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Wemco rougher flotation cells rotor engagement (3 replies)

Zander Barcalow
1 month ago
Zander Barcalow 1 month ago

Does anyone have experience with adjustment of rotor engagement for Wemco rougher flotation cells? Currently our rotor engagement is varying between 115 and 145 mm and I am not sure which is correct or optimal to provide enough air flow to maximize the recovery. (rotor engagement is the vertical distance that the rotor is encased within the draft tube)

All cell is in same row engagements were different and varying from 115 to 145 mm. We're planning to measure the air flow of each cell using a hand anemometer and see any correlation with engagement. The most difficult thing is to correlate engagement and recovery as all cells conditions and performance are different. Some cells were sanded heavily specially underneath of false floor. It takes time to clean up these build ups and descale them clean. We partially get to them on long shutdowns as operations wants them to hold production to maximum.

How often do you think impeller needs to be changed? Our agitators are now 4 years old (new at startup) and no significant wear is so far observed for rotors. Do them not wear out fast because our engagement is not right or it it just like that?

PS: My cells are Wemco 160 with 1.1 m star rotors.

Jorge Ganoza
1 month ago
Jorge Ganoza 1 month ago

I think you should study the gas dispersion en the rougher flotation cells. Results of this kind of studies indicate that air flow rates, air flow numbers and air flow velocities may be different from cell to cell but they can be in the range of a typical flotation cell. It is well known that gas dispersion is a key aspect in the performance of a flotation cell.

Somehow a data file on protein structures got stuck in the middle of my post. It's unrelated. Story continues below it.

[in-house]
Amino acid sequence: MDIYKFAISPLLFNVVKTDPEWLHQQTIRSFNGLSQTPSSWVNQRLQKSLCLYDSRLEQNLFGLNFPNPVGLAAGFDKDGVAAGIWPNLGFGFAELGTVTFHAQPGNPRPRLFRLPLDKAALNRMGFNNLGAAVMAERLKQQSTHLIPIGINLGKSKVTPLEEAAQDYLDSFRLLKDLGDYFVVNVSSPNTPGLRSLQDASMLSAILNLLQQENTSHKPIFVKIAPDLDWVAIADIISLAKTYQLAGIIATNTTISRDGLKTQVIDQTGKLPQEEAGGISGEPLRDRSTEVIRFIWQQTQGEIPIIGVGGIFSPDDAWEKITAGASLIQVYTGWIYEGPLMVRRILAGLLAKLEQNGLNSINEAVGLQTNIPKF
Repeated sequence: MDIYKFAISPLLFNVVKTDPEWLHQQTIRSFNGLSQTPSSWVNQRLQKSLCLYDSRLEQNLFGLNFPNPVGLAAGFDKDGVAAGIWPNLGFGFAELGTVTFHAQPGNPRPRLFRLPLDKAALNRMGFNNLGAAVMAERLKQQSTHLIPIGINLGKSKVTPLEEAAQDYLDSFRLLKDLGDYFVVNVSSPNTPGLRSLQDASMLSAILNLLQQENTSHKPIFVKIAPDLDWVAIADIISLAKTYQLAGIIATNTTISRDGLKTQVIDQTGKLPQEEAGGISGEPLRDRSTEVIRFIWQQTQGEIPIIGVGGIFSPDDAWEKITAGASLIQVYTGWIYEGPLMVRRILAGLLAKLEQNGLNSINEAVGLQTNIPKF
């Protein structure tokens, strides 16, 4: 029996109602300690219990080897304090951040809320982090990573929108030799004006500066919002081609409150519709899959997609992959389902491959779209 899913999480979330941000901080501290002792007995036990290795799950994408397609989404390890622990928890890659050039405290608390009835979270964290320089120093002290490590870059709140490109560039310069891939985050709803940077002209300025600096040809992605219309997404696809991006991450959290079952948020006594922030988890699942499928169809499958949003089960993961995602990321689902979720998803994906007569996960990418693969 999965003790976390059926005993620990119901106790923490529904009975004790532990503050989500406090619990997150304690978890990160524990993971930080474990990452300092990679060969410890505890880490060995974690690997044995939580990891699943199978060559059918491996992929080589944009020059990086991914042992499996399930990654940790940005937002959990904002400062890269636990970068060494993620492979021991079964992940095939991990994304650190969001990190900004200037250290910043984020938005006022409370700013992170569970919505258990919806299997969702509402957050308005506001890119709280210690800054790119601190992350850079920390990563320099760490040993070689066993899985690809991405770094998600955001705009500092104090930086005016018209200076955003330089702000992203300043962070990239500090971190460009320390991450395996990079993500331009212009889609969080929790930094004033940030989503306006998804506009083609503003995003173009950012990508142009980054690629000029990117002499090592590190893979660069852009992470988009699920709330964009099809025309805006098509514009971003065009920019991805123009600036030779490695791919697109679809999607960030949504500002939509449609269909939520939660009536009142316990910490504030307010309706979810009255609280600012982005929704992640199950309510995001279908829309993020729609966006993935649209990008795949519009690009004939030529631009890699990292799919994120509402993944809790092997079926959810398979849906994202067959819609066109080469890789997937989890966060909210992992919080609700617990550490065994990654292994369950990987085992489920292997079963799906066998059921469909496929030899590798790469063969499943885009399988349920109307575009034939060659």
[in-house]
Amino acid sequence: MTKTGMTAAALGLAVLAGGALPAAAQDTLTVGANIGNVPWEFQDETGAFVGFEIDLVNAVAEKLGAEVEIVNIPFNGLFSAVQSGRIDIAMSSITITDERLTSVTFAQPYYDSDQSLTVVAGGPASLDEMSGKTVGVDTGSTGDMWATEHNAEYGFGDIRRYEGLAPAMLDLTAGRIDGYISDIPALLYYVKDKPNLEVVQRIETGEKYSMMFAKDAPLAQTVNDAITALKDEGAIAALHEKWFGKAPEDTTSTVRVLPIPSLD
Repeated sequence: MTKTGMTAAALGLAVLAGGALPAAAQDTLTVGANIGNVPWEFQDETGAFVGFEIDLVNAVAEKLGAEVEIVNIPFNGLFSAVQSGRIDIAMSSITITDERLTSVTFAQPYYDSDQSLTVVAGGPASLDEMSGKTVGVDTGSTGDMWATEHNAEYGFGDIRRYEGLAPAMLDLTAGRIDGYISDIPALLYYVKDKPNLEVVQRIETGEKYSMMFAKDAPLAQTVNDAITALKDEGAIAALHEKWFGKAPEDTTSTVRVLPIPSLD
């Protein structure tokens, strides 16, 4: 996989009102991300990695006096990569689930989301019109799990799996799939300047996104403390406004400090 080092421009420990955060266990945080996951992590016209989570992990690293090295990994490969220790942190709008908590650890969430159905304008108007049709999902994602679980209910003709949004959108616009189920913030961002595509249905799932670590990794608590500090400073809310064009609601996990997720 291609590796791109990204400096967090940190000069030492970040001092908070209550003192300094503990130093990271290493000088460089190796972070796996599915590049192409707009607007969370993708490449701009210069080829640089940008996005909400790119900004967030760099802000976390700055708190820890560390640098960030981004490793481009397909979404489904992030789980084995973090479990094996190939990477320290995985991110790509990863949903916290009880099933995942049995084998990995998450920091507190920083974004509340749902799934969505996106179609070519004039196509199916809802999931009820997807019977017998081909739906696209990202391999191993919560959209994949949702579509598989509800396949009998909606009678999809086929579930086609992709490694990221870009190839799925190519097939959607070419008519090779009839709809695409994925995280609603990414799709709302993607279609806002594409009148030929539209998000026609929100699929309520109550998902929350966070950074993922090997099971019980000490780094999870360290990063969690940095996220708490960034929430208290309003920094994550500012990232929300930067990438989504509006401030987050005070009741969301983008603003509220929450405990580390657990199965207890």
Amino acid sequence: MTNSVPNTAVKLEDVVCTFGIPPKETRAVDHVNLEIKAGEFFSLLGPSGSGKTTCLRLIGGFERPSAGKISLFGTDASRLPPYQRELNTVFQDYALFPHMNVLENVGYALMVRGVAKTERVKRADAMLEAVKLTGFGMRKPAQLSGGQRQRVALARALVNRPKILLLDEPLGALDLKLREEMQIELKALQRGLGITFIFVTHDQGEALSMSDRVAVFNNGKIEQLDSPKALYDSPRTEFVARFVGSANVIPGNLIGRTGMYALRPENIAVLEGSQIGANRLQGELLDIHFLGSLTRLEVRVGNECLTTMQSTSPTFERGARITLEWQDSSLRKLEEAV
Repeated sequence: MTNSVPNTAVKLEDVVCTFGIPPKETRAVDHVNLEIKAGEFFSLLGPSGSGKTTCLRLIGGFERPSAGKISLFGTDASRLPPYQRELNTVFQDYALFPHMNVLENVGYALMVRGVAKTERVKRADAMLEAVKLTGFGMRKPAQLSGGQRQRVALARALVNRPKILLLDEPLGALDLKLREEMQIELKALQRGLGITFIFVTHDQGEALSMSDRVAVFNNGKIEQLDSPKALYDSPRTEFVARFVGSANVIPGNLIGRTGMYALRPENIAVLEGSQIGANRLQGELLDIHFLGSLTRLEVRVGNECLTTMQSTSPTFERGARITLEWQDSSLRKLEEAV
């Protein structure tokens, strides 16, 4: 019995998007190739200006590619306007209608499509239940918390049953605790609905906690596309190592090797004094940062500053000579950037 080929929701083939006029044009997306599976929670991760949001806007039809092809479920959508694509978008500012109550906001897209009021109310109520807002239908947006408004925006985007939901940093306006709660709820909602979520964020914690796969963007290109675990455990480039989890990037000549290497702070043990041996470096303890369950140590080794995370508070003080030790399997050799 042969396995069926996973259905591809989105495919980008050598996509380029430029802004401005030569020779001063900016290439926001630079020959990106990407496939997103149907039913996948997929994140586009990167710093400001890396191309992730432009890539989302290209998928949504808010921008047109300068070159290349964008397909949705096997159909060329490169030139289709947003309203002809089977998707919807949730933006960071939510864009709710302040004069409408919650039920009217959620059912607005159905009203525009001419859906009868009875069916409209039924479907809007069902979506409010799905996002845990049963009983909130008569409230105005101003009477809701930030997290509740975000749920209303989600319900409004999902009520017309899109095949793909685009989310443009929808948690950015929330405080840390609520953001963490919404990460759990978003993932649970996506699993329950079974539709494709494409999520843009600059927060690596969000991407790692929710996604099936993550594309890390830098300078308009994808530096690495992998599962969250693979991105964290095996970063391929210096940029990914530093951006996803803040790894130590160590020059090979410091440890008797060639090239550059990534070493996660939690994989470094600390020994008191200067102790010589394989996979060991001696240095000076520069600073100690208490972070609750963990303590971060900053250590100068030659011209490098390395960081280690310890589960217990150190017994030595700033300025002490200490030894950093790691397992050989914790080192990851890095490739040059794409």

It is important to mention that the air flow rate can be calculated from the air velocity measured in a pipe placed in the air inlet of the flotation cell. In some cases it could be useful to employ two different kinds of anemometers depending on the flotation cell. For instance, a vane anemometer can be considered to determine the air velocity for induced-air cells. A hot wire anemometer is an interesting option to evaluate the air inlet in forced-air flotation cells. The evaluation should include information on the superficial gas velocity because they can provide information of air dispersion in a flotation cell.

You mentioned a sanding problem in the flotation cells. The problems can be associated to the problems in the gas dispersion, presence of coarse particles, variations in the slurry density and inappropriate operation the flotation cells. Try to get information on the parameters mentioned above. If there is not enough data, it is important to take samples to get the information.


1 month ago
Sturmbann 1 month ago

Have you made any field measurement including sampling surveys to help develop correlation of air flow rate v. engagement v. cell recovery?